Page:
By Timothy F. Devereux, Ladendorf Law
Every case has a “theme” – it will either evolve naturally or, more critically, be carefully crafted by counsel. In reality, each case has two (2) “themes”; one from each of the opposing parties. It has been observed that the party with the best “theme” is the party that wins the case. A well-crafted “theme” assists counsel in presenting their case to either the judge or a jury and binds the evidence together in a cohesive and concise manner that provides for maximum impact.
Theme development begins as soon as counsel undertakes work on the case and should guide the discovery on the case. It will help define the facts to be developed and will provide the framework to give those facts relevancy as the case is presented. The case “theme” will play an important part in all aspects of the case including motions in limine and voir dire as well as mediation and settlement discussions. Simply put, the “theme” is the thread to brings counsel argument and the facts together in a persuasive and meaningful way.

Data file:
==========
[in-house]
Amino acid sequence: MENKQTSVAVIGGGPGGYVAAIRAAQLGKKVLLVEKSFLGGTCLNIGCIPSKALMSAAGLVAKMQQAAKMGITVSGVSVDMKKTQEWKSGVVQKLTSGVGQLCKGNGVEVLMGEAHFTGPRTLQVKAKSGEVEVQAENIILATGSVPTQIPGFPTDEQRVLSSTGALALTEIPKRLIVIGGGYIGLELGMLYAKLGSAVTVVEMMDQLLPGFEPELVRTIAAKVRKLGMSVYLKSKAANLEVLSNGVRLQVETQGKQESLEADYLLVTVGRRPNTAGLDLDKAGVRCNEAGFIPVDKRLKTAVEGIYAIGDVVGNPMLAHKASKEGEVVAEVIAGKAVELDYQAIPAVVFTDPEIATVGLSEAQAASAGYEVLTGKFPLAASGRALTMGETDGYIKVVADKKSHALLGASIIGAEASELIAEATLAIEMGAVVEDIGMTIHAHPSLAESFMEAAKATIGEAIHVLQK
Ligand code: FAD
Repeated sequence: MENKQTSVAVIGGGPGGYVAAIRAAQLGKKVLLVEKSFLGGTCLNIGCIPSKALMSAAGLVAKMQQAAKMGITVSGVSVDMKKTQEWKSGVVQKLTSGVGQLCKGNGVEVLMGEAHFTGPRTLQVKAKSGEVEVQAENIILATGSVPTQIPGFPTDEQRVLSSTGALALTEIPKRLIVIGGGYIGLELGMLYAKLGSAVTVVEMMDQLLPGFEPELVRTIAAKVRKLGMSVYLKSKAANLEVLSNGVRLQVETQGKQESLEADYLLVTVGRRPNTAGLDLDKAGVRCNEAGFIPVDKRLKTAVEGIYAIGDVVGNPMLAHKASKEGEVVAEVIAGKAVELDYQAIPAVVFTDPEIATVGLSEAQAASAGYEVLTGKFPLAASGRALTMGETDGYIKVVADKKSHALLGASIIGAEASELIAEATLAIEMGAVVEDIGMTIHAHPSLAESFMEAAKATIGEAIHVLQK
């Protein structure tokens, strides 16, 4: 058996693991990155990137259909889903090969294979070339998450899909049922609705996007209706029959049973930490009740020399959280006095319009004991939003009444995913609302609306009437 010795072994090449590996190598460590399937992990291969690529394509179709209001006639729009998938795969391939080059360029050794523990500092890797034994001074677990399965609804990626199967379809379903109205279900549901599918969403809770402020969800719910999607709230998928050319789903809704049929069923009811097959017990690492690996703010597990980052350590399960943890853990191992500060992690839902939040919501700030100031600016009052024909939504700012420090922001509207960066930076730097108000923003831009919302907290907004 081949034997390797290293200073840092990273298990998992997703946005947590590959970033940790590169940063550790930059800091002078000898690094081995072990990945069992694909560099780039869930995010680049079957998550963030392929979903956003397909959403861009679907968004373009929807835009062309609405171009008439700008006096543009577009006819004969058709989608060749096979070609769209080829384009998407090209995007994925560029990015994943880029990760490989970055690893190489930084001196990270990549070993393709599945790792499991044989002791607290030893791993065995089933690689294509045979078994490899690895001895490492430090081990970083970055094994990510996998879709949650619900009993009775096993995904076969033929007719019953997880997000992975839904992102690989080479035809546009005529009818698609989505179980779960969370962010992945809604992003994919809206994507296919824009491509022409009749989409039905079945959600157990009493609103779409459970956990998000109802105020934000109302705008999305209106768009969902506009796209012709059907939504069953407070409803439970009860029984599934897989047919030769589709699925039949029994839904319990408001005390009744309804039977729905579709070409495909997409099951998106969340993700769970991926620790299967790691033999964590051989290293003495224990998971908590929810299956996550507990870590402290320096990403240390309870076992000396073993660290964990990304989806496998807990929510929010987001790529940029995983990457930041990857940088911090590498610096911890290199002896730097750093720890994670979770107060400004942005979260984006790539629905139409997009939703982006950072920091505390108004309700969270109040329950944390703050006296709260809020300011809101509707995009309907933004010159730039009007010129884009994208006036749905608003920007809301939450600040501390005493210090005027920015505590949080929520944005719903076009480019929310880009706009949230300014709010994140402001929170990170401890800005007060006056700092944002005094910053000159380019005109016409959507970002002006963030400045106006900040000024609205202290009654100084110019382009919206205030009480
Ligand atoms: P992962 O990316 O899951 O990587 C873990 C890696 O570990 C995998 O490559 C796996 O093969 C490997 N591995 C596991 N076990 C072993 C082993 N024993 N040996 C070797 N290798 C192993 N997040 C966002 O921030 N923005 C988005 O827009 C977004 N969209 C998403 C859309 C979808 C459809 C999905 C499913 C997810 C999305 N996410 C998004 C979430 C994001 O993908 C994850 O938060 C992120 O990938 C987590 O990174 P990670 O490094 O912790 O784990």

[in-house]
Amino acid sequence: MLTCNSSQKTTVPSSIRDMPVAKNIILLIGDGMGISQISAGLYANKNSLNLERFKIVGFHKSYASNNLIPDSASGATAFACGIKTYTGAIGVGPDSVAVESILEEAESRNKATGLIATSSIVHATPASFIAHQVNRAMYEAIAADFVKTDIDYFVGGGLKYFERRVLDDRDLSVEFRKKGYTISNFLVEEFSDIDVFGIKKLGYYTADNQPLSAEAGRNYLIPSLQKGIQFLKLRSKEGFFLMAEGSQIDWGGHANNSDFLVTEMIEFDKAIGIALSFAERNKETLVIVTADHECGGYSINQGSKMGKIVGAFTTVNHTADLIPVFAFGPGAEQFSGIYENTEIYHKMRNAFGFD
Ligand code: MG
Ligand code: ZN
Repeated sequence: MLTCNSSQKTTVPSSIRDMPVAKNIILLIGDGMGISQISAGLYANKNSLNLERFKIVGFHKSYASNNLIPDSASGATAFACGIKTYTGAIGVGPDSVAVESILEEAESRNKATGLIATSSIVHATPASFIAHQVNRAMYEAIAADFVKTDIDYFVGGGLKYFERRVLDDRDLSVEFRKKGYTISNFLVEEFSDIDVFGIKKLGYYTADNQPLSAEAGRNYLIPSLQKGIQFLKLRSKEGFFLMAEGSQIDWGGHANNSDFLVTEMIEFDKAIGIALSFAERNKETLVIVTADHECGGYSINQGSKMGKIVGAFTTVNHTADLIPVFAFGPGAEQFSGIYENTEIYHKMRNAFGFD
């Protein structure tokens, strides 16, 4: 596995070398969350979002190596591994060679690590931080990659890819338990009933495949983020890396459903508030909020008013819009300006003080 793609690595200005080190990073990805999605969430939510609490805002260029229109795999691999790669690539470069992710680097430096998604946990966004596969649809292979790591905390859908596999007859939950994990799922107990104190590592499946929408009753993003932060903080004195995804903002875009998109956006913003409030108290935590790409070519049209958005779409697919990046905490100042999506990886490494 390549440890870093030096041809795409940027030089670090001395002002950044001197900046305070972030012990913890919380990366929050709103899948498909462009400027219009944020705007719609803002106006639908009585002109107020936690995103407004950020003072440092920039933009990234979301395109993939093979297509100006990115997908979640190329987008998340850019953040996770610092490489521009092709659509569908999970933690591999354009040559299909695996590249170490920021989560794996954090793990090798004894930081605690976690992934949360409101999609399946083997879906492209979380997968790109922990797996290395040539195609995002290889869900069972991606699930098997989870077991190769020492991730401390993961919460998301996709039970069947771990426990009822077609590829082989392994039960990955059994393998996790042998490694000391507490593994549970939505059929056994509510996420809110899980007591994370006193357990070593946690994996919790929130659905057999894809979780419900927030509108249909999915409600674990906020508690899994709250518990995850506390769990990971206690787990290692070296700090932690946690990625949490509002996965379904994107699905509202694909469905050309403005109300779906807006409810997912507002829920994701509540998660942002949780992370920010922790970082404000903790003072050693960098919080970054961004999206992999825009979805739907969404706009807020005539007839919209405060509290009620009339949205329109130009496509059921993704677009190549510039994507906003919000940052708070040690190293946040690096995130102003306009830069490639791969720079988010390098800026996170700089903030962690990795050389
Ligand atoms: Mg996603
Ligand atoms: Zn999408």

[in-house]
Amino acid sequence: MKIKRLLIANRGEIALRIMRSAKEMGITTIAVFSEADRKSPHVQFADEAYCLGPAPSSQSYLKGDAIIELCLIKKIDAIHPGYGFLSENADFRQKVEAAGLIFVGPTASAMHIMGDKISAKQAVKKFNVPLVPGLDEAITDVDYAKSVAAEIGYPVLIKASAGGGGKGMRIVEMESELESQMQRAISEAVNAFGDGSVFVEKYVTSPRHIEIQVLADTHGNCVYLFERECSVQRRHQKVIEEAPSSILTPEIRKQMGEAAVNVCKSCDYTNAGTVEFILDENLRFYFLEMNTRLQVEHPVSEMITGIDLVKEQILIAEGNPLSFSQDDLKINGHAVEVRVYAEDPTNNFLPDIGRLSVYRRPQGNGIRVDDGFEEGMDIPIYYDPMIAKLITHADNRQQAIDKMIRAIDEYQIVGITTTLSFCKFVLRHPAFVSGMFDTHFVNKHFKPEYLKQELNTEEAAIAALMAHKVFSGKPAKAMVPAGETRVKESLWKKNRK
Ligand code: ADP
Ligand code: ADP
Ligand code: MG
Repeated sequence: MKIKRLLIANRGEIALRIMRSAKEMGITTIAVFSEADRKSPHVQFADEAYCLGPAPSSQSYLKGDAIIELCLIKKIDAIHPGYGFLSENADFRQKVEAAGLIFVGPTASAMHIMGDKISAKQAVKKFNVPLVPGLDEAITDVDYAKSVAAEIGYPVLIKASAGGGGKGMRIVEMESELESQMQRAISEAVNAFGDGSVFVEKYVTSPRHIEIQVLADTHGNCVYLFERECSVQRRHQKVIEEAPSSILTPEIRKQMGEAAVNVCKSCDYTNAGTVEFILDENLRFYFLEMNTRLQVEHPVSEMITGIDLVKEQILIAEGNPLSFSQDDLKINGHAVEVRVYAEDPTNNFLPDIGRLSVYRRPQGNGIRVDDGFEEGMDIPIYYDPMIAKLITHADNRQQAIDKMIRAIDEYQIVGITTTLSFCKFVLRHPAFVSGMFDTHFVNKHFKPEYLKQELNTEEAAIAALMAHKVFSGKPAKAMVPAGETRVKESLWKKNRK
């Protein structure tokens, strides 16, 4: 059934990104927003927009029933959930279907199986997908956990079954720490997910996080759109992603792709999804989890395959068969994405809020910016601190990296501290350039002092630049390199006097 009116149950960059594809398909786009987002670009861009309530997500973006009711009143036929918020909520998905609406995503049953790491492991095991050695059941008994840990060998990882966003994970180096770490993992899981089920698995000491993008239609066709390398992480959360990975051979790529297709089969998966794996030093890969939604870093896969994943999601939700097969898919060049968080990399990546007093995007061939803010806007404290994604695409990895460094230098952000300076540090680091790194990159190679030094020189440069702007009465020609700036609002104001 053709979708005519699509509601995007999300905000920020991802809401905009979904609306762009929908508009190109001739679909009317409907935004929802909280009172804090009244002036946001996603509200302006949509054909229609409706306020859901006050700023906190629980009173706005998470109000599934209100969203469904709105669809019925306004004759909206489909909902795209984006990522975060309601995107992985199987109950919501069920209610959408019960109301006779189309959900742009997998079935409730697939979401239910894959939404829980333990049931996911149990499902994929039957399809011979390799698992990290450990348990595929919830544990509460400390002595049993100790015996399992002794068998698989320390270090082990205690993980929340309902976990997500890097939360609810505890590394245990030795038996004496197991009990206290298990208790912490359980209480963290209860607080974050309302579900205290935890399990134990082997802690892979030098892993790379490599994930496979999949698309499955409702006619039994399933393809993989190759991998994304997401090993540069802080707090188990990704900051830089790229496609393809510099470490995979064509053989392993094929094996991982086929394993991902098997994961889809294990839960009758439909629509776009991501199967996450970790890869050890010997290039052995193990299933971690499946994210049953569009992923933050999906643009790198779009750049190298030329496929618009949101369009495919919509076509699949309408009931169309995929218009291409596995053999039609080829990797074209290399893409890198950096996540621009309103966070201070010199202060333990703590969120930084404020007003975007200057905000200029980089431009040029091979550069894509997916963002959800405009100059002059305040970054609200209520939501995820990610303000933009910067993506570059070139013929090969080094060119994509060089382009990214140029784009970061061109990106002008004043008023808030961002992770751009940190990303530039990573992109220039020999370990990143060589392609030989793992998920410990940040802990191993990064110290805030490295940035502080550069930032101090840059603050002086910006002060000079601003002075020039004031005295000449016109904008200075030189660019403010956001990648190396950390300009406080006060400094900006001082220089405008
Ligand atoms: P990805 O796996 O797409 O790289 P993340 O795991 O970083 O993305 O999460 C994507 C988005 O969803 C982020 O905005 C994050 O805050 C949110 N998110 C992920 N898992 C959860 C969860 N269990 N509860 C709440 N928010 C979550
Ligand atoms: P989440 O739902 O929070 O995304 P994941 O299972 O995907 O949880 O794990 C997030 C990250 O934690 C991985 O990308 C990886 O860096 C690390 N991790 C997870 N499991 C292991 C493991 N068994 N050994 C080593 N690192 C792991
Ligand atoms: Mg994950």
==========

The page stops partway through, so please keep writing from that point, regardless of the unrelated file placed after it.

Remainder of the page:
An example of books and articles that discuss the use of themes in litigation include: “Rules of the Road” by Rick Friedman & Patrick Malone and “Theme Development in Trial Practice” by Thomas C. Regan and Kevin G. Kenneally.
If you would like to submit content or write an article for the Litigation Section page, please email Kara Sikorski at firstname.lastname@example.org.